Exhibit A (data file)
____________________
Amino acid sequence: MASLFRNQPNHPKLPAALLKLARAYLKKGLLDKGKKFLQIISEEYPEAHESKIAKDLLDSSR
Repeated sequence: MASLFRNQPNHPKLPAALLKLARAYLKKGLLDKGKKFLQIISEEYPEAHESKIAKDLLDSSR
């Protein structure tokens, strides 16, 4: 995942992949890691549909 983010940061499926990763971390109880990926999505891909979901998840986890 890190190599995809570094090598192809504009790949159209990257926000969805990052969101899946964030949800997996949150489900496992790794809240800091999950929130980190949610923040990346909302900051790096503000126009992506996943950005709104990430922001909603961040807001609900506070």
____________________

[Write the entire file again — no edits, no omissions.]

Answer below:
Amino acid sequence: MASLFRNQPNHPKLPAALLKLARAYLKKGLLDKGKKFLQIISEEYPEAHESKIAKDLLDSSR
Repeated sequence: MASLFRNQPNHPKLPAALLKLARAYLKKGLLDKGKKFLQIISEEYPEAHESKIAKDLLDSSR
């Protein structure tokens, strides 16, 4: 995942992949890691549909 983010940061499926990763971390109880990926999505891909979901998840986890 890190190599995809570094090598192809504009790949159209990257926000969805990052969101899946964030949800997996949150489900496992790794809240800091999950929130980190949610923040990346909302900051790096503000126009992506996943950005709104990430922001909603961040807001609900506070």